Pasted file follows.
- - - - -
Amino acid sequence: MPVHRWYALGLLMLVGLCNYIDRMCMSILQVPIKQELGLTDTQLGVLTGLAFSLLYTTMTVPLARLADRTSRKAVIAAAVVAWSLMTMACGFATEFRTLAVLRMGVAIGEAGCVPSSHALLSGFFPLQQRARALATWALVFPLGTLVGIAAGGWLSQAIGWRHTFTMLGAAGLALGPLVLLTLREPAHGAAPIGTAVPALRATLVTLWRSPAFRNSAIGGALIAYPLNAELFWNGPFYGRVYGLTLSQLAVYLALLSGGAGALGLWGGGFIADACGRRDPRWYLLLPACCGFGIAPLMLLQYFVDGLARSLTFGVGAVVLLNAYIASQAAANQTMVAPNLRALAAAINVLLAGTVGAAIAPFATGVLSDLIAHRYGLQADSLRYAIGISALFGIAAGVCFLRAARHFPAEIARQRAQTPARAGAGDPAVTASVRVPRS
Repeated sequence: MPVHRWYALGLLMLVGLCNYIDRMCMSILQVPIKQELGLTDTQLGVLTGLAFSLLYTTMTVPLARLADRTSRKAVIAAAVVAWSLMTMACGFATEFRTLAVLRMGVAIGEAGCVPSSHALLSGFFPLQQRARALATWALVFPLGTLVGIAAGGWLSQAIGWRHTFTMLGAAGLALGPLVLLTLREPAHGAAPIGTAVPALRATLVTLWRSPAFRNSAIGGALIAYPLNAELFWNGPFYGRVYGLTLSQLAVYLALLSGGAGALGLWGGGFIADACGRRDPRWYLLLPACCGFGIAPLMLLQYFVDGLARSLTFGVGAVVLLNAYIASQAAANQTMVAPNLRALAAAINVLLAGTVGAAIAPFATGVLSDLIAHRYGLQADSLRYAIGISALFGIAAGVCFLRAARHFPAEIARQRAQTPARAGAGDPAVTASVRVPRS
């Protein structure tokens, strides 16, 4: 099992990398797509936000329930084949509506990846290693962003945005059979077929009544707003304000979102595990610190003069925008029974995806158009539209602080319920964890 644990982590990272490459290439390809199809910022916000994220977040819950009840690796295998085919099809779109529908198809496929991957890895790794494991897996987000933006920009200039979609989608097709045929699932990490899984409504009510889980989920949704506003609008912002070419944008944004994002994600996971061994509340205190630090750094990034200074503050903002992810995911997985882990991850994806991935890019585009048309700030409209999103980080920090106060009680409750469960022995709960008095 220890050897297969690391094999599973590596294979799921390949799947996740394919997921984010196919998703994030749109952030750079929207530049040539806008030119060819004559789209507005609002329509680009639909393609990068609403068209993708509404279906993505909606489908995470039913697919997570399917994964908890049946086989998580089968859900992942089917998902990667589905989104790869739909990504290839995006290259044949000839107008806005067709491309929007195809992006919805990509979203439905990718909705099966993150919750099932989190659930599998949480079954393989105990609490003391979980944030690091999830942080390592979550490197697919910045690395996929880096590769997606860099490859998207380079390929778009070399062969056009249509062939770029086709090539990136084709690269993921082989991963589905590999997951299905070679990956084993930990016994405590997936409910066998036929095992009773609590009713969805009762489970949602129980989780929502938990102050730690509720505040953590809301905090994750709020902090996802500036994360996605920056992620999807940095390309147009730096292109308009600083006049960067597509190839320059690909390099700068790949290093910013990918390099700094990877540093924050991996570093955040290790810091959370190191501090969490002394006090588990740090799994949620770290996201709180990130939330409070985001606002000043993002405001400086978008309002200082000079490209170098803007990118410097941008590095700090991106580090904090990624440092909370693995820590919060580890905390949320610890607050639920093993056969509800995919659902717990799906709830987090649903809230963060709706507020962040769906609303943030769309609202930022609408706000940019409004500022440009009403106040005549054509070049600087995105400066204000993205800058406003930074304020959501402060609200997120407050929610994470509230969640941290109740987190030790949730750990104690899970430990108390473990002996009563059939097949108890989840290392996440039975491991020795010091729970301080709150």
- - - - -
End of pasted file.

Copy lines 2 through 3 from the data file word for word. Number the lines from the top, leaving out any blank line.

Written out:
Repeated sequence: MPVHRWYALGLLMLVGLCNYIDRMCMSILQVPIKQELGLTDTQLGVLTGLAFSLLYTTMTVPLARLADRTSRKAVIAAAVVAWSLMTMACGFATEFRTLAVLRMGVAIGEAGCVPSSHALLSGFFPLQQRARALATWALVFPLGTLVGIAAGGWLSQAIGWRHTFTMLGAAGLALGPLVLLTLREPAHGAAPIGTAVPALRATLVTLWRSPAFRNSAIGGALIAYPLNAELFWNGPFYGRVYGLTLSQLAVYLALLSGGAGALGLWGGGFIADACGRRDPRWYLLLPACCGFGIAPLMLLQYFVDGLARSLTFGVGAVVLLNAYIASQAAANQTMVAPNLRALAAAINVLLAGTVGAAIAPFATGVLSDLIAHRYGLQADSLRYAIGISALFGIAAGVCFLRAARHFPAEIARQRAQTPARAGAGDPAVTASVRVPRS
């Protein structure tokens, strides 16, 4: 099992990398797509936000329930084949509506990846290693962003945005059979077929009544707003304000979102595990610190003069925008029974995806158009539209602080319920964890 644990982590990272490459290439390809199809910022916000994220977040819950009840690796295998085919099809779109529908198809496929991957890895790794494991897996987000933006920009200039979609989608097709045929699932990490899984409504009510889980989920949704506003609008912002070419944008944004994002994600996971061994509340205190630090750094990034200074503050903002992810995911997985882990991850994806991935890019585009048309700030409209999103980080920090106060009680409750469960022995709960008095 220890050897297969690391094999599973590596294979799921390949799947996740394919997921984010196919998703994030749109952030750079929207530049040539806008030119060819004559789209507005609002329509680009639909393609990068609403068209993708509404279906993505909606489908995470039913697919997570399917994964908890049946086989998580089968859900992942089917998902990667589905989104790869739909990504290839995006290259044949000839107008806005067709491309929007195809992006919805990509979203439905990718909705099966993150919750099932989190659930599998949480079954393989105990609490003391979980944030690091999830942080390592979550490197697919910045690395996929880096590769997606860099490859998207380079390929778009070399062969056009249509062939770029086709090539990136084709690269993921082989991963589905590999997951299905070679990956084993930990016994405590997936409910066998036929095992009773609590009713969805009762489970949602129980989780929502938990102050730690509720505040953590809301905090994750709020902090996802500036994360996605920056992620999807940095390309147009730096292109308009600083006049960067597509190839320059690909390099700068790949290093910013990918390099700094990877540093924050991996570093955040290790810091959370190191501090969490002394006090588990740090799994949620770290996201709180990130939330409070985001606002000043993002405001400086978008309002200082000079490209170098803007990118410097941008590095700090991106580090904090990624440092909370693995820590919060580890905390949320610890607050639920093993056969509800995919659902717990799906709830987090649903809230963060709706507020962040769906609303943030769309609202930022609408706000940019409004500022440009009403106040005549054509070049600087995105400066204000993205800058406003930074304020959501402060609200997120407050929610994470509230969640941290109740987190030790949730750990104690899970430990108390473990002996009563059939097949108890989840290392996440039975491991020795010091729970301080709150």